A year ago, Sebastien Bourdais finished second in race one and third in race two in Toronto to be the second driver with two podiums in the doubleheader weekend, behind double race winner Scott Dixon.
This Sunday, it was Tony Kanaan who was the only driver to bag a pair of podiums in the same weekend for the Verizon IndyCar Series Honda Indy Toronto doubleheader. He finished third in race one, second in race two.
It’s a bit of a surprise, to be honest, given TK’s recent record on street courses. The last year he finished on the podium on street courses more than once was in 2011, when he finished third at both St. Petersburg and Baltimore driving for KV Racing Technology.
He matched that podium total in a single day today in Toronto; coupled with his third in Race 1 at Detroit, TK now has three street course podiums this season as he and the No. 10 Target Chip Ganassi Racing Chevrolet team begins to hit its stride.
Kanaan led 325 laps in the previous two race weekends at Pocono and Iowa, coming up short on both occasions, but had by far his best weekend on a road or street course in a long time with his performance on Sunday.
The 39-year-old Brazilian put it down primarily to time, as now having had nearly a full season with Ganassi after three years with KV, Kanaan and his crew are gelling heading into the home stretch.
“I think it’s just time,” Kanaan said. “I had a big responsibility replacing Dario (Franchitti). That team was built around him. It was very unexpected, his retirement. It takes time to get to know people. It takes time to get the chemistry… Dario worked with (engineer) Chris Simmons for seven years. I worked with Eric Cowdin for 12. We found different things. Target gives us the budget… so we need to perform. I’m not gonna say it clicked, but all those things together gives us a big improvement.”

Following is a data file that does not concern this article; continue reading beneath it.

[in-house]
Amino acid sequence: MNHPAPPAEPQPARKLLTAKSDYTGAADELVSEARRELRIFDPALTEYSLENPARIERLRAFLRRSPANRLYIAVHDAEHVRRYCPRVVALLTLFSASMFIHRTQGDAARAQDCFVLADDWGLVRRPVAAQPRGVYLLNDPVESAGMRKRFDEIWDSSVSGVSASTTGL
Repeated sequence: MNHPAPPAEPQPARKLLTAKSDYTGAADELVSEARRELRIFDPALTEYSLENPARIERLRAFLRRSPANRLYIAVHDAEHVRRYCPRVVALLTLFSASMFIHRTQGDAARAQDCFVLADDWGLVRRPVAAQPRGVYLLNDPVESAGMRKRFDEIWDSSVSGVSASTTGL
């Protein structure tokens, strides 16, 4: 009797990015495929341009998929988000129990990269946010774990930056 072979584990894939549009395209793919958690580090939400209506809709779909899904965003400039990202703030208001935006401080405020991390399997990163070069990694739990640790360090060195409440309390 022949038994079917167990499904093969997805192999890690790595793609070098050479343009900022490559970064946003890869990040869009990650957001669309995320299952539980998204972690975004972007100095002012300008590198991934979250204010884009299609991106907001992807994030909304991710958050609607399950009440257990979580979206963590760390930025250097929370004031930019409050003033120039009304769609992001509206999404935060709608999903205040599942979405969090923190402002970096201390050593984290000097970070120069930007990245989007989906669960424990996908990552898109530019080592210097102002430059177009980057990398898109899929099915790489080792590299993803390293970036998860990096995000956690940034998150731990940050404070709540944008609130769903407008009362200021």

After race one, when he finished third after starting fifth, said Kanaan’s end result was “better” but still not ultimately what they wanted.
“We knew this year we were struggling the most on the street and road courses instead of the oval, so it definitely feels good,” he said. “I would say feels better. Me and Dixon are putting pressure on the engineers and working closely together to make sure that’s going to happen soon.”
In race two, Kanaan survived a first lap run-in with the Turn 3 tire barrier as he stopped just shy. He moved to the back of the field but in a methodical drive, plus the call to move onto slicks in the final pit sequence, Kanaan was back in podium contention by the end of the race held in mixed conditions.
“Either I went in too deep or got hit, but I got stuck in Turn 3. The car died and I was desperate to restart,” he said, while thanking the Holmatro Safety Team for getting him going so quickly. “We did from dead last, then did a bit of a strategy. It was extremely slippery in the rain. When dry, we went for it. We just ran out of time.”
But after the near misses at Pocono and Iowa, and the would-have-been podium at Houston Race 1, Kanaan and the 10 team may not be out of time for banking a win this year. If they do, coincidentally, they’d be the 10th different winner this season – and Kanaan could well pull it off at any of the four remaining races.
Kanaan now sits eighth in points after a banner Sunday north of the border, where he banked his first two podiums in 12 career Toronto starts.